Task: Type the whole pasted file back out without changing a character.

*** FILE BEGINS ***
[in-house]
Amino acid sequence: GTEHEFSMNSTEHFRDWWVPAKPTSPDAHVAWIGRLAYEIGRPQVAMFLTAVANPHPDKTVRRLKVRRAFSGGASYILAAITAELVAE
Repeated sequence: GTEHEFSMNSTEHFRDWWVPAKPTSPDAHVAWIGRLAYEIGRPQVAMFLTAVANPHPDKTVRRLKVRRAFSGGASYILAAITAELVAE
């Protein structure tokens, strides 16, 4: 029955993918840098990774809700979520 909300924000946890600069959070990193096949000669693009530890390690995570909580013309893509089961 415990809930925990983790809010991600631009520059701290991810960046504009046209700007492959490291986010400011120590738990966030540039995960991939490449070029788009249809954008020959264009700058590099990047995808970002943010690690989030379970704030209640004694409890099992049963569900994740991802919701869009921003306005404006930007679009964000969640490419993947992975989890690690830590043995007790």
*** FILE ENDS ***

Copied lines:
[in-house]
Amino acid sequence: GTEHEFSMNSTEHFRDWWVPAKPTSPDAHVAWIGRLAYEIGRPQVAMFLTAVANPHPDKTVRRLKVRRAFSGGASYILAAITAELVAE
Repeated sequence: GTEHEFSMNSTEHFRDWWVPAKPTSPDAHVAWIGRLAYEIGRPQVAMFLTAVANPHPDKTVRRLKVRRAFSGGASYILAAITAELVAE
């Protein structure tokens, strides 16, 4: 029955993918840098990774809700979520 909300924000946890600069959070990193096949000669693009530890390690995570909580013309893509089961 415990809930925990983790809010991600631009520059701290991810960046504009046209700007492959490291986010400011120590738990966030540039995960991939490449070029788009249809954008020959264009700058590099990047995808970002943010690690989030379970704030209640004694409890099992049963569900994740991802919701869009921003306005404006930007679009964000969640490419993947992975989890690690830590043995007790």